The Egyptian Rousette Genome Reveals Unexpected Features of Bat Antiviral Immunity

Stephanie S. Pavlovich, Sean P. Lovett, Galina Koroleva, Jonathan C. Guito, Catherine E. Arnold, Elyse R. Nagle, Kirsten Kulcsar, Albert Lee, Françoise Thibaud-Nissen, Adam J. Hume, Elke Mühlberger, Luke S. Uebelhoer, Jonathan S. Towner, Raul Rabadan, Mariano Sanchez-Lockhart, Thomas B. Kepler, Gustavo Palacios

Research output: Contribution to journalArticle

47 Scopus citations

Abstract

Bats harbor many viruses asymptomatically, including several notorious for causing extreme virulence in humans. To identify differences between antiviral mechanisms in humans and bats, we sequenced, assembled, and analyzed the genome of Rousettus aegyptiacus, a natural reservoir of Marburg virus and the only known reservoir for any filovirus. We found an expanded and diversified KLRC/KLRD family of natural killer cell receptors, MHC class I genes, and type I interferons, which dramatically differ from their functional counterparts in other mammals. Such concerted evolution of key components of bat immunity is strongly suggestive of novel modes of antiviral defense. An evaluation of the theoretical function of these genes suggests that an inhibitory immune state may exist in bats. Based on our findings, we hypothesize that tolerance of viral infection, rather than enhanced potency of antiviral defenses, may be a key mechanism by which bats asymptomatically host viruses that are pathogenic in humans. The genome of the Egyptian fruit bat reveals how its immune defenses allow tolerance of pathogenic viruses.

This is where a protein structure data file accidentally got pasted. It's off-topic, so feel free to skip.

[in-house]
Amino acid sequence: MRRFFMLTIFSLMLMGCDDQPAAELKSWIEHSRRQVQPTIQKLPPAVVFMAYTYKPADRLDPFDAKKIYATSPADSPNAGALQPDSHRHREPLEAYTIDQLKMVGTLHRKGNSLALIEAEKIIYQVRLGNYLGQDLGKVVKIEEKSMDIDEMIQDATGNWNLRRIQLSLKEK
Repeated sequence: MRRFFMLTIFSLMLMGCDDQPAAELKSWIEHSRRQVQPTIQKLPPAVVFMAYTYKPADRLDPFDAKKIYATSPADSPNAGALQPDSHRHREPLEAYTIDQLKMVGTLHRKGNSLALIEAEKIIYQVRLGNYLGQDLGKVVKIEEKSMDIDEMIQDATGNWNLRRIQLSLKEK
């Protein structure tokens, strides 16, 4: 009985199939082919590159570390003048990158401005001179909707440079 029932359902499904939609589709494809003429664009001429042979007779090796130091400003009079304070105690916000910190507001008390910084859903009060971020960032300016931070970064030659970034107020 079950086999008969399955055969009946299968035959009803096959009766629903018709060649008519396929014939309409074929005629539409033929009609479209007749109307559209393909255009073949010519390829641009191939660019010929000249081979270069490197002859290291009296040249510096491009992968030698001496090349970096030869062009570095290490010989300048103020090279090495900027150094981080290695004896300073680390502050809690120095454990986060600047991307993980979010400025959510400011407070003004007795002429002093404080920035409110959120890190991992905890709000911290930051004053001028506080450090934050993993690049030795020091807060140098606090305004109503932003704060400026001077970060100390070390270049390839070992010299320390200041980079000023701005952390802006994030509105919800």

Original languageEnglish (US)
Pages (from-to)1098-1110.e18
JournalCell
Volume173
Issue number5
DOIs
StatePublished - May 17 2018

Keywords

  • Chiroptera
  • antiviral immunity
  • filovirus
  • genome
  • innate immunity
  • natural killer cell receptors
  • type I interferon

ASJC Scopus subject areas

  • Biochemistry, Genetics and Molecular Biology(all)

Fingerprint Dive into the research topics of 'The Egyptian Rousette Genome Reveals Unexpected Features of Bat Antiviral Immunity'. Together they form a unique fingerprint.

  • Cite this

    Pavlovich, S. S., Lovett, S. P., Koroleva, G., Guito, J. C., Arnold, C. E., Nagle, E. R., Kulcsar, K., Lee, A., Thibaud-Nissen, F., Hume, A. J., Mühlberger, E., Uebelhoer, L. S., Towner, J. S., Rabadan, R., Sanchez-Lockhart, M., Kepler, T. B., & Palacios, G. (2018). The Egyptian Rousette Genome Reveals Unexpected Features of Bat Antiviral Immunity. Cell, 173(5), 1098-1110.e18. https://doi.org/10.1016/j.cell.2018.03.070